Snap launches Spectacles.com, an e-commerce site where shoppers can buy sunglasses with a built-in camera.
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Apps typically are faster and often can do more because the software, much of the design and some of the content reside on the phone itself, minimizing calls to the retailer’s web server for information that changes.
Recognizing the growing demand for mobile sites and apps, vendors have stepped forward with technology that lets retailers join the mobile game. So far, m-commerce is something rarely done in-house, and the cost of entering m-commerce via a vendor’s technology is relatively small.
$20 to $200,000
Retailers, for example, can pay mPoria Inc. as little as $20 a month for a basic, software-as-a-service site with a limited number of products. Far richer, more robust sites from vendors including CardinalCommerce Corp., Digby, Unbound Commerce and Usablenet Inc. can run from $20,000 to $200,000.
“The question today is, if you’re an e-retailer, why wouldn’t you do this?” says Mark Beccue, senior analyst, consumer mobility, at ABI Research. “The cost of creating a mobile site is so minimal. Even more minimal when you compare that cost to the benefits-incremental sales, increased market share and being top of mind among consumers.”
Besides making it relatively inexpensive to get started, vendors can help overcome technical hurdles, such as designing mobile sites and apps that work on many phones, each of which may render a display differently. About nine out of 10 retailers in mobile use vendors, and those vendors manage enormous databases of device types that do the work for the retailers. Or, the retailers, with or without a vendor, build sites for a handful of device types, or sites so basic they can easily be rendered on any device.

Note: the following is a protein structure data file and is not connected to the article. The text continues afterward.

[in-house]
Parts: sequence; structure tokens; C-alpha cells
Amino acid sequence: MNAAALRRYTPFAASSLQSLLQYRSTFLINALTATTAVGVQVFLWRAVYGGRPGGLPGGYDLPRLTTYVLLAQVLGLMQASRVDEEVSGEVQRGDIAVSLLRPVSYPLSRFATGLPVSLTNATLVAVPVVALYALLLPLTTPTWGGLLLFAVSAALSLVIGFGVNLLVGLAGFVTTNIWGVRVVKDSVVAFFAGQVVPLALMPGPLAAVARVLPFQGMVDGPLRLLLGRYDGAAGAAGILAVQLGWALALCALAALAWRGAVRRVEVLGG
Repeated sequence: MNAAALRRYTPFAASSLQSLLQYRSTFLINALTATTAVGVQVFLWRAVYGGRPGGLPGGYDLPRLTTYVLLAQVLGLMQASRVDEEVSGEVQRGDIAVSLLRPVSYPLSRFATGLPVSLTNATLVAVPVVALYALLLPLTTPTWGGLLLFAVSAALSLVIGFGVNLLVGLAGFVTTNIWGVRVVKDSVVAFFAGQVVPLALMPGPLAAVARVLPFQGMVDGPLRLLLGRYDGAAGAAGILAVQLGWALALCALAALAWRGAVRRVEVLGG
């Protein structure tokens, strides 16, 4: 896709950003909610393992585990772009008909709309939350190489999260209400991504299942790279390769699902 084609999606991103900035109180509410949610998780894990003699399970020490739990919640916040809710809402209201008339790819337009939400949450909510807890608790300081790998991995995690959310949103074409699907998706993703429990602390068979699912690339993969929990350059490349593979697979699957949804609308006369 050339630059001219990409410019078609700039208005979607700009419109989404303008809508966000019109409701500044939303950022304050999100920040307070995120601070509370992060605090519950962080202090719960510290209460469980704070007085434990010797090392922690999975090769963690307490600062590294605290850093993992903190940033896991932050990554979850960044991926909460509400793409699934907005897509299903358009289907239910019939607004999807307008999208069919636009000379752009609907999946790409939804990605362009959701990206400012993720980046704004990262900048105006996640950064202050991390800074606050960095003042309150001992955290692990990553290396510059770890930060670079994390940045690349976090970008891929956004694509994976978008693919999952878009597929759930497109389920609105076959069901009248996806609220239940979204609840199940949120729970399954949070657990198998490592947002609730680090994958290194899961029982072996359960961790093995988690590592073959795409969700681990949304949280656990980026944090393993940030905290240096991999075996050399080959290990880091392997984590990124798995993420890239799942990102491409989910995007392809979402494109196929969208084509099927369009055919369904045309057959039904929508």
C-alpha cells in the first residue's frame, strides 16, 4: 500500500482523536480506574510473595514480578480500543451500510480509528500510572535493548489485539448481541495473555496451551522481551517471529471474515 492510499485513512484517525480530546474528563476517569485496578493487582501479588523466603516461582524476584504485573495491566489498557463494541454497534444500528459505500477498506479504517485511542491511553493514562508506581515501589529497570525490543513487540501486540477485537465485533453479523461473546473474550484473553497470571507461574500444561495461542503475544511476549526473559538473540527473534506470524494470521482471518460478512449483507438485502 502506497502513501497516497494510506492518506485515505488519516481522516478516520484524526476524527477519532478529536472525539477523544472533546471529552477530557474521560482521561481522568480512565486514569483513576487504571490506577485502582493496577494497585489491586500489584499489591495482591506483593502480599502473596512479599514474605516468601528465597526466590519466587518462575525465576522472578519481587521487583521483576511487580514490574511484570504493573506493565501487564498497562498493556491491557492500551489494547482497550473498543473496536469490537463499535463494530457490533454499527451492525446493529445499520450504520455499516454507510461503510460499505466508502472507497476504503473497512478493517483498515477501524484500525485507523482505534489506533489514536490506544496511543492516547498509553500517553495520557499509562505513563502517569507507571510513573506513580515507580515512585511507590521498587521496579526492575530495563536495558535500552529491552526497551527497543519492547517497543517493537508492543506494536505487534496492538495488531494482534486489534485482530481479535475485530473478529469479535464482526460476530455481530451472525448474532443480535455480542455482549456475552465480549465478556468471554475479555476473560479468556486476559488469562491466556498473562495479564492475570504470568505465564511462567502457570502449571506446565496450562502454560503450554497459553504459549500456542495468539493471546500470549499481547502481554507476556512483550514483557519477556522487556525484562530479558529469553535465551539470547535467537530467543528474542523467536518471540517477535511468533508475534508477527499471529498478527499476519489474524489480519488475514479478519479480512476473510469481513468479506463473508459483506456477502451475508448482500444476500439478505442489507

Whether handled through a vendor or in-house, responsibility for m-commerce typically resides within some combination of the e-commerce, marketing, merchandising and I.T. departments. Staff members in each of these departments must learn some new skills, primarily, understanding what a mobile shopper is trying to accomplish and how he’s trying to accomplish it compared with a web shopper. Marketing staff, for example, may realize efforts need to focus on the speed with which a customer can buy or on a specific product category as opposed to special promotions.
Basic skills needed for mobile commerce are roughly similar to those required in e-commerce, Ranford explains. But there are whole new sets of skills required, such as ones for developing text message marketing and mobile apps, that I.T. and other departments must research in-house or in conjunction with vendors, he adds.
Retailers are learning fast what works when it comes to selling through the mobile phone. Lessons learned include ones in site and app design, marketing protocol, and how to tie the mobile phone into store and web sales.
When SkyMall Inc. began developing its iPhone app this summer, it looked to other m-commerce apps, taking note of what seemed to work and, what it found to be most important, designs it felt did not.